One thing I only noticed at the end of the book is that he has a huge interest in typefacing.  In each section he has put the headings in a particular typeface that he has selected (and, in some cases designed) himself to match the country he is discussing.  In the Aberdeenshire section he used the indivudual tiles that we have here to make up street names.  In fact, I had never even noticed that they were unique.  They are so familiar to me and this is the first time I have really paid attention to the fact that nowhere else uses the same lettering for their street names.

Another interesting section is where he collects some pictures of packaging he happens to like.  I love poring through this.  I just wish he had made this section bigger and cut out some of the slightly long-winded text.

In conclusion, I'm really glad I picked it up; I gleaned some nuggets of information that I loved; I enjoyed the voyeuristic aspect of looking through his family photos; I was genuinely amused by his child-like enthusiasm.  However, I would maybe suggest borrowing this from the library rather than paying for it.

A painting by his daughter.  He doesn't say how old she was when she did it but I think it is fantastic.


  1. Nice to see skirlie in a book like this! His recipe is about right, only missing a splash of water at the end.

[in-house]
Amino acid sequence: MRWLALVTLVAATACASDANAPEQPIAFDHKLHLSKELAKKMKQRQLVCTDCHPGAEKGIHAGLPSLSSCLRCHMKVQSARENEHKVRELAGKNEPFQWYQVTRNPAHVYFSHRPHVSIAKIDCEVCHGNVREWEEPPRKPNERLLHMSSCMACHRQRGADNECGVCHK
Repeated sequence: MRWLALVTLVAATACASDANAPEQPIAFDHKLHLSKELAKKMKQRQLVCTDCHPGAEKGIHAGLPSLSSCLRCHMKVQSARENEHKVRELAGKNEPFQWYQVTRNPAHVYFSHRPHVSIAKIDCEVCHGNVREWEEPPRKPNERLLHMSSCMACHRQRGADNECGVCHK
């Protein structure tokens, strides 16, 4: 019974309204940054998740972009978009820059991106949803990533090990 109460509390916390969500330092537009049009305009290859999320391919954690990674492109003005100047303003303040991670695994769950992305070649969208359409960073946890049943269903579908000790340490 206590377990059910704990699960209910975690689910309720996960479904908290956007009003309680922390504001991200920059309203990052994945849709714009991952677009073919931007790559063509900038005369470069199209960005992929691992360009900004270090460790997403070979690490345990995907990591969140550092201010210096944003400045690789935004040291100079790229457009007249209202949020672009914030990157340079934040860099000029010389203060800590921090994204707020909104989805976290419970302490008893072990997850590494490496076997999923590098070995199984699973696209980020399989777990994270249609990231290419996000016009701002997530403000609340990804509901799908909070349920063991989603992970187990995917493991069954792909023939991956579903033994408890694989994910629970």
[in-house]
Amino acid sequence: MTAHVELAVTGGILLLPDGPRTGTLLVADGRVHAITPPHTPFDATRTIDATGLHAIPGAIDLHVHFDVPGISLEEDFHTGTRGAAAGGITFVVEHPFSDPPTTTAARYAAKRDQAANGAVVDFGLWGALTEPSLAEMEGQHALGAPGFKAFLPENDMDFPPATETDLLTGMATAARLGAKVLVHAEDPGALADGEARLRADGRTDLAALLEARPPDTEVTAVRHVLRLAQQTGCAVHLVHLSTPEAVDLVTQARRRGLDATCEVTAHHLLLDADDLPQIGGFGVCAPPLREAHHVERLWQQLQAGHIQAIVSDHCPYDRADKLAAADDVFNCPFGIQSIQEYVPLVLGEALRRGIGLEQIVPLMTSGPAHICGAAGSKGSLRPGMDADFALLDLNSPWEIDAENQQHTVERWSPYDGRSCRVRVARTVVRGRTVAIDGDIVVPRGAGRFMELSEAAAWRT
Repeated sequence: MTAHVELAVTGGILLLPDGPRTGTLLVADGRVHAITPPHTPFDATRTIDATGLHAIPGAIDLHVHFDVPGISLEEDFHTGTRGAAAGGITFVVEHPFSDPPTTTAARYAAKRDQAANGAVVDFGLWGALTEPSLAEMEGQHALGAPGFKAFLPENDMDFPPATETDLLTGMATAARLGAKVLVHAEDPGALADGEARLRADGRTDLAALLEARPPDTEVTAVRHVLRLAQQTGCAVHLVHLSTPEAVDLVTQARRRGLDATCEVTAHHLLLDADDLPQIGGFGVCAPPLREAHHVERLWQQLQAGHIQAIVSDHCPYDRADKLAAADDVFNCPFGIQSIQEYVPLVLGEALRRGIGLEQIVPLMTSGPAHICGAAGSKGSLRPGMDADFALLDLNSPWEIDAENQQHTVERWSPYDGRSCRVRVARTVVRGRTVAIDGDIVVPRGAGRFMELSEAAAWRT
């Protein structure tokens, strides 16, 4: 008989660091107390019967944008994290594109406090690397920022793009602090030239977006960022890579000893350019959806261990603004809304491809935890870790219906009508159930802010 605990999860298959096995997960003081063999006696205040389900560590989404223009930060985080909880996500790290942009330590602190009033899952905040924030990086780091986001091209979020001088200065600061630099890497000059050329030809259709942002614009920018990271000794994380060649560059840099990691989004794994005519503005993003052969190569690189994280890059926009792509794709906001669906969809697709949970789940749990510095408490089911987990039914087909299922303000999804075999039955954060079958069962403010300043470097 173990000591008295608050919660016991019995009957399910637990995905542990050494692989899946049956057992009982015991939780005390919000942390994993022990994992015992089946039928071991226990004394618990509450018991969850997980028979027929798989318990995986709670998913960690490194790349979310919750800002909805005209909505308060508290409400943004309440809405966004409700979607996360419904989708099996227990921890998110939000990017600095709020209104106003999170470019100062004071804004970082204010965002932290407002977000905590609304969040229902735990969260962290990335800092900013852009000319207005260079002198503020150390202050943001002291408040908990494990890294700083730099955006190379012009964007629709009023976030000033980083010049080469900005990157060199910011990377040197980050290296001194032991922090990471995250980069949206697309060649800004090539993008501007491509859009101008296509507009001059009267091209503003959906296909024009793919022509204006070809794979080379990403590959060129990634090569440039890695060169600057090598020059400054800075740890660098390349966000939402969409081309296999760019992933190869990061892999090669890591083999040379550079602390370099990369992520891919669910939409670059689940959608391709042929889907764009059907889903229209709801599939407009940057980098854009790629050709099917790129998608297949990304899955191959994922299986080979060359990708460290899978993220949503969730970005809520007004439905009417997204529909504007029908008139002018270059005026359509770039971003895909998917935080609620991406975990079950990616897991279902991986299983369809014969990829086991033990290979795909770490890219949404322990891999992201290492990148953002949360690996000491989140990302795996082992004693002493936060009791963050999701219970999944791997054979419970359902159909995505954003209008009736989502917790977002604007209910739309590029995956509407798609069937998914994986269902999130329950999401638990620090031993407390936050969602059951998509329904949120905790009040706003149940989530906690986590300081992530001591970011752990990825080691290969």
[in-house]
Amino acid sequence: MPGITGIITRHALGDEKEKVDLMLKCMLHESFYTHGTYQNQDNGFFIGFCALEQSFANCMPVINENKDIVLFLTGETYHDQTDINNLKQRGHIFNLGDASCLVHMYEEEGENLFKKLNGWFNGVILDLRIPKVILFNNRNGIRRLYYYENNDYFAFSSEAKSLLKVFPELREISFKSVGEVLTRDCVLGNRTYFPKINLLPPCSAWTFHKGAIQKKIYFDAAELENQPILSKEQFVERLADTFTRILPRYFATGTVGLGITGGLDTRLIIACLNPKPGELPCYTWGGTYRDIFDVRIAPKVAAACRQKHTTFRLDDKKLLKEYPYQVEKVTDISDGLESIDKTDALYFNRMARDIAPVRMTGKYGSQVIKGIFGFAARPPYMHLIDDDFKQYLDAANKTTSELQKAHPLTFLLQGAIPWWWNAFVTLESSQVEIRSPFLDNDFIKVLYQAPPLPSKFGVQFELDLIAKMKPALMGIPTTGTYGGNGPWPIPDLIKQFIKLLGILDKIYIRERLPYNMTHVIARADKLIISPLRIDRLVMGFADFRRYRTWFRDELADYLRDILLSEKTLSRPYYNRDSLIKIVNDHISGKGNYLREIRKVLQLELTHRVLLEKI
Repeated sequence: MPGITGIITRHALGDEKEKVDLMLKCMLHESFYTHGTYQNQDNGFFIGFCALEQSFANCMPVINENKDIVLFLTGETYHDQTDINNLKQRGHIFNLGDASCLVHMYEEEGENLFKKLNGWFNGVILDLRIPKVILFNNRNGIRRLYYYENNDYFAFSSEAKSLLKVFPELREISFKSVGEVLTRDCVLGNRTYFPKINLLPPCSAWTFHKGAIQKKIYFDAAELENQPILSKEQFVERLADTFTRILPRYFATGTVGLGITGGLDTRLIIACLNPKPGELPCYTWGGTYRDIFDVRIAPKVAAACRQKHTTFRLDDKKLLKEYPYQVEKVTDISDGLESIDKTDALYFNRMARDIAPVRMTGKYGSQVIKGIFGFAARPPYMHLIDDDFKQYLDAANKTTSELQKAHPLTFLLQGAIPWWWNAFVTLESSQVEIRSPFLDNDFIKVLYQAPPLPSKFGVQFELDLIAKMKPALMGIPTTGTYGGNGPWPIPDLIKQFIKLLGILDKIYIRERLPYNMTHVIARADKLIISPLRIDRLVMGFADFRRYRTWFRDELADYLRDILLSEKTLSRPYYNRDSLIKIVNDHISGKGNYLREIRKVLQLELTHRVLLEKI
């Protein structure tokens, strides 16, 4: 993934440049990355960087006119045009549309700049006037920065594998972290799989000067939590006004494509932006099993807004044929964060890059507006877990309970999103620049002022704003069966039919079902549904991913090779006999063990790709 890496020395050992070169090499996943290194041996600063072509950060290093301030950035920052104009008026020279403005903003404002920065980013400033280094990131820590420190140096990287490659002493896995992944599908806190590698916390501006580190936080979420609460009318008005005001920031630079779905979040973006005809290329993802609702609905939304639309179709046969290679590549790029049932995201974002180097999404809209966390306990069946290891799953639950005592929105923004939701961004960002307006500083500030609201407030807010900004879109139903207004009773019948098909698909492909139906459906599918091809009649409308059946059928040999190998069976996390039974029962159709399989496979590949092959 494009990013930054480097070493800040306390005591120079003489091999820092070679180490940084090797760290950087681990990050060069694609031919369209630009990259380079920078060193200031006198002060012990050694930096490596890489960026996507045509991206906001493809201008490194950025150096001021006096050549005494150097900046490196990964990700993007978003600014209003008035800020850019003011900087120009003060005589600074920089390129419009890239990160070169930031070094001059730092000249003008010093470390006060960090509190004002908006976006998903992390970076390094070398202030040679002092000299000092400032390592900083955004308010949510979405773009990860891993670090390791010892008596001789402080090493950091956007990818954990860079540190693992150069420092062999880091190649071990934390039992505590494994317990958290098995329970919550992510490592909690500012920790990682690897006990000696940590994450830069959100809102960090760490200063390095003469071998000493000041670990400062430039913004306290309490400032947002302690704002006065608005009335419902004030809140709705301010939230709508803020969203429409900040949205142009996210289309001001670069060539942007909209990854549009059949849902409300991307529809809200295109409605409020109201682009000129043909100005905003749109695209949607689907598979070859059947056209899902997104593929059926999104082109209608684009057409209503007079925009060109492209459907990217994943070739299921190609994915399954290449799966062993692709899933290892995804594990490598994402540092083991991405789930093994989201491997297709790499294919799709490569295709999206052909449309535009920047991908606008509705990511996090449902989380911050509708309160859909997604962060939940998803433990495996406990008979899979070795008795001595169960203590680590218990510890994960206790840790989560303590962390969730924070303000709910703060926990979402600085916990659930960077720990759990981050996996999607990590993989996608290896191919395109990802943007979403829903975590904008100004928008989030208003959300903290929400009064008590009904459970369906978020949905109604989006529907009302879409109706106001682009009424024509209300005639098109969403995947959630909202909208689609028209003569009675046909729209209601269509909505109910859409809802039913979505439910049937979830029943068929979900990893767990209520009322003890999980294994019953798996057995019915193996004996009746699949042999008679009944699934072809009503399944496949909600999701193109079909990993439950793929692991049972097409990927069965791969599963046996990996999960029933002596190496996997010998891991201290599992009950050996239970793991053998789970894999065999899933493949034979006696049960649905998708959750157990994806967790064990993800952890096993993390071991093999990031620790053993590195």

Looks like an interesting read. I quite like books like this, telling a life story through cooking or, but like you I never get round to trying much from these books. Honey From A Weed would be a similar example or Mathew Fort's travelogue around Italy (forget the name now).

  2. I have seen this book and it does have a very nostaligic feel and wonderful pictures. But I too decided not to get it, as it was more of coffee table book - to flick through - go ahhhh admire and put down again. So take heed of your advice - borrow it from the library.

    I've had Aberdeenshire butteries - very salty, perhaps the version your dear man makes will be a lighter version.

  3. It looks very interesting. I will look for it on my next trip to UK.
    Have a nice week-end.

  4. i came across his other recent book, In at the deep end. It focuses entirely on seafood and he travelled to countried from venice to japan trying to overcome his previous fear of fishes. I foudn it amazing. not entirely sure about the recipes either, but as a graphic design student, I absolutely love his attention to typefaces, the way he;s combined photos and text, very tactile, very hands-on. in fact, came across it because it was recommended by my typography tutor (: was wondering about his first book, a tale of 12 kitchens, which brought me to surprisingly, your blog! yup it's on the first page of a google search haha. I think you might like the second book more. for me, I'm quite intrigued by the last few pages dedicated to packaging for sure.

  5. Wow - that's a coincidence! I'll have to see if our library service has a copy of In At The Deep End. Thanks for the heads up!